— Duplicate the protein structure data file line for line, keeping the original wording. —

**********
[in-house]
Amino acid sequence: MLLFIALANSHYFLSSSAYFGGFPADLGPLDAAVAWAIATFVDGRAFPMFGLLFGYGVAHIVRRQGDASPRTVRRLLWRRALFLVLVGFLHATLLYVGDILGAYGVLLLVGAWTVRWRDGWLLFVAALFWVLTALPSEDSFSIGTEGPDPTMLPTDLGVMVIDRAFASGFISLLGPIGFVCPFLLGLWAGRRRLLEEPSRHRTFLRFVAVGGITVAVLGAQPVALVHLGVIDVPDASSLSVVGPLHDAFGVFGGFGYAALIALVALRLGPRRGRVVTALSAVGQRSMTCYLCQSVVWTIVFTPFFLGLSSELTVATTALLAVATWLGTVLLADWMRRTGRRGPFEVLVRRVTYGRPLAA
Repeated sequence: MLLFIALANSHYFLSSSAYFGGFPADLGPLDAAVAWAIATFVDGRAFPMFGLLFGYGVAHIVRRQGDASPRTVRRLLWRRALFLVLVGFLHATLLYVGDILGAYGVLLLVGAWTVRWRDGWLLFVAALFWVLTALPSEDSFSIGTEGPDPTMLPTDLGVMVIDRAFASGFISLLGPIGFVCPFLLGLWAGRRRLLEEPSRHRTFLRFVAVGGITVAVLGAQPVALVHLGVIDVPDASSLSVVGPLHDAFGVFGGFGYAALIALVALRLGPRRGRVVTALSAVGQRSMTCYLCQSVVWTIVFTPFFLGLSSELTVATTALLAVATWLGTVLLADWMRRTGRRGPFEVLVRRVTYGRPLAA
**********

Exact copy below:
[in-house]
Amino acid sequence: MLLFIALANSHYFLSSSAYFGGFPADLGPLDAAVAWAIATFVDGRAFPMFGLLFGYGVAHIVRRQGDASPRTVRRLLWRRALFLVLVGFLHATLLYVGDILGAYGVLLLVGAWTVRWRDGWLLFVAALFWVLTALPSEDSFSIGTEGPDPTMLPTDLGVMVIDRAFASGFISLLGPIGFVCPFLLGLWAGRRRLLEEPSRHRTFLRFVAVGGITVAVLGAQPVALVHLGVIDVPDASSLSVVGPLHDAFGVFGGFGYAALIALVALRLGPRRGRVVTALSAVGQRSMTCYLCQSVVWTIVFTPFFLGLSSELTVATTALLAVATWLGTVLLADWMRRTGRRGPFEVLVRRVTYGRPLAA
Repeated sequence: MLLFIALANSHYFLSSSAYFGGFPADLGPLDAAVAWAIATFVDGRAFPMFGLLFGYGVAHIVRRQGDASPRTVRRLLWRRALFLVLVGFLHATLLYVGDILGAYGVLLLVGAWTVRWRDGWLLFVAALFWVLTALPSEDSFSIGTEGPDPTMLPTDLGVMVIDRAFASGFISLLGPIGFVCPFLLGLWAGRRRLLEEPSRHRTFLRFVAVGGITVAVLGAQPVALVHLGVIDVPDASSLSVVGPLHDAFGVFGGFGYAALIALVALRLGPRRGRVVTALSAVGQRSMTCYLCQSVVWTIVFTPFFLGLSSELTVATTALLAVATWLGTVLLADWMRRTGRRGPFEVLVRRVTYGRPLAA